Aurecon engaged with Seqwater to run a pilot nutrient trading scheme and improve the health of South East Queensland waterways.


South East Queensland Nutrient Trading Scheme, Australia

Research and development of a pilot nutrient trading scheme to improve health of South East Queensland waterways

Across the world, research shows that water, salinity, biodiversity, carbon and renewable energy trading markets are operating and achieving sustainable environmental outcomes.

As a result of two years of market viability research, a pilot nutrient trading scheme is proposed to commence in 2021 in South East Queensland to enhance the ecological integrity of the region’s waterways and Moreton Bay.

The health of water in the area has been declining due to increasing loads of nutrient-laden sediments from population growth and growing industrial activity. As sediments enter the waterways or Bay, they pose a risk to the health of the system and overload the city’s water and sewerage services.

Aurecon and GHD, supported by Queensland Urban Utilities, Seqwater, Suncorp and Redeye, researched the science, conceptualised the market, and developed the trading mechanism needed to run a pilot trading scheme that allows industry to restore water catchments as a way of offsetting their nutrient waste.

A stable and predictable system for nutrient trading is beneficial for promoting investment, innovation and technological change – all of which are vital for sustainable development and a green economy.

The project is supported by the Queensland Government, which, as the environmental regulator, had to create and regulate the market.

Restoring water catchments with a trading scheme

Substantial investment is required given the scale of the problem of nutrient laden sediments entering waterways in South East Queensland. A trading scheme allows industry to assume some of that cost by undertaking catchment restoration actions that reduce soil erosion or surface water runoff from developments and farms, and decrease the overall nutrient load entering waterways.

Proving the science behind the scheme

The project determined that a nutrient cap and trade scheme would help to reduce the physical risks to waterways. This scheme enables and expedites investment and accelerates innovation by capturing nutrients and creating tradeable credits.

The scheme connects willing buyers, sellers and investors through a trading platform that creates a competitive market for cost-effective investments and incentivises the creation and trading of credits.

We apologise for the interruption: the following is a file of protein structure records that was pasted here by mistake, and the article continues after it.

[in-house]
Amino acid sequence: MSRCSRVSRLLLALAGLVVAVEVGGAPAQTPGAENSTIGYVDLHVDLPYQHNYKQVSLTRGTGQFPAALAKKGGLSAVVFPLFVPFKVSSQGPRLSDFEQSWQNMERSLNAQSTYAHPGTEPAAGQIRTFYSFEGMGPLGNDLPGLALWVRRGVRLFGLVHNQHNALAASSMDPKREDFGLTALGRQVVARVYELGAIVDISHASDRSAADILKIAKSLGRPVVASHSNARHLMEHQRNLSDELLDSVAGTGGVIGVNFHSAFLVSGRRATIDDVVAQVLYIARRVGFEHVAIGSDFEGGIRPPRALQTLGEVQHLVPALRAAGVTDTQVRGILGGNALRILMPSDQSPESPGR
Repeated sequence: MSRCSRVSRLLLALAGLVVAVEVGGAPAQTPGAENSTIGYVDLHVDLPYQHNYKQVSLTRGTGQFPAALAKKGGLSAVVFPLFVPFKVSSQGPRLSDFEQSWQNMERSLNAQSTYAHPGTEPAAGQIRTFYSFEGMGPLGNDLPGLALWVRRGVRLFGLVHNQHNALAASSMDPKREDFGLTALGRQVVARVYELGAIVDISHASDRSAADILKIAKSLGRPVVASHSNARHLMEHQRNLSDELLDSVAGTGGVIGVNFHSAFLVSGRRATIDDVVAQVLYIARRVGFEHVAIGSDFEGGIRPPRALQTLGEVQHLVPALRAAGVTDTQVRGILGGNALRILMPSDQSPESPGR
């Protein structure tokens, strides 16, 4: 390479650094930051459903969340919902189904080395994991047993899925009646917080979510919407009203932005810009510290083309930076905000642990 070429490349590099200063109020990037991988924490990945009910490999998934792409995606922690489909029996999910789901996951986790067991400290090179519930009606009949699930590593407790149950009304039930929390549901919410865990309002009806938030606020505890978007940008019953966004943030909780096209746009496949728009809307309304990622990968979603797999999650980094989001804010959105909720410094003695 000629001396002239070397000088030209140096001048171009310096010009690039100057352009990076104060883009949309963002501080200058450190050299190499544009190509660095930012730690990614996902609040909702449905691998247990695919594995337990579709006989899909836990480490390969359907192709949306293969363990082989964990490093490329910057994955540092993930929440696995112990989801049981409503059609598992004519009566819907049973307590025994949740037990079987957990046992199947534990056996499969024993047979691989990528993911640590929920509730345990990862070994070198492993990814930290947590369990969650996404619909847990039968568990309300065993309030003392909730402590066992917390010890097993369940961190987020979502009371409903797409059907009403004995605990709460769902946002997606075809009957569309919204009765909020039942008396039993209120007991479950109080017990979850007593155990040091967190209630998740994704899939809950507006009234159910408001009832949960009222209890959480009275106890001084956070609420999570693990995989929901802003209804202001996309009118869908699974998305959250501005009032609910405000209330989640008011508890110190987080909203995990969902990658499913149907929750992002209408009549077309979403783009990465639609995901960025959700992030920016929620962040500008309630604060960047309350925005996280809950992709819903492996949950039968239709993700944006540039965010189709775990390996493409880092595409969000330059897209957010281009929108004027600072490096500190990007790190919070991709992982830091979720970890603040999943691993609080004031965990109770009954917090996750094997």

The research and development team proved the science to underpin the project, ensuring that potential buyers of offset nutrient credits had confidence in the trading scheme.

By adopting a pilot trading scheme, the research and development team can monitor the science to learn and adapt the market rules and operations, to minimise unintended consequences and make appropriate adjustments to the cap.

The government-regulated scheme lets producers and industry buy and sell discharge allowances. It allows sources with higher pollution control costs to purchase pollution reductions from sources with lower costs. Those with higher costs can save money, while those with lower costs can earn new revenue.

The science developed over many years of research, and the recent experience with environmental offsets, can now be applied to expedite transformation of catchments.

Boosting the green economy

The nutrient trading scheme is a green economic instrument that integrates the jigsaw puzzle pieces of ecological sustainability, economic viability and social equity. Prudent investment in ‘green’ assets delivers what customers and communities expect – safe sustainable water services at affordable prices.

The pilot scheme boosts the green economy in Queensland with industry investing in infrastructure that reduces sediments from entering waterways and Moreton Bay. This may include ecological monitoring and restoration works, revegetation, land protection works, effluent recycling, seaweed and algae cultivation, nutrient harvesting and reuse, and operational and maintenance job opportunities.

Investments contribute to lowering the volumes of sediments entering South East Queensland’s waterways and Moreton Bay. It also provides industry with incentives to find innovative ways of tackling environmental challenges.

Collaboration was the key to change

The research and development project brought together water utilities, government regulators, scientists, private sector, community groups, landholders and managers: to co-develop concepts and principles and to co-create the pilot trading scheme. It attracted seed funding for research activities, and in-kind research and advisory expertise, to define the science behind the development of a trading mechanism.

It creates a competitive market for cost-effective investments and incentivises the creation and trading of credits. Without a market, there is little incentive to convert aspiration into value creation. It offers a real pathway towards cost-effectively reducing nutrient discharge into waterways and Moreton Bay for South East Queensland, which has a positive impact on ecological sustainability.

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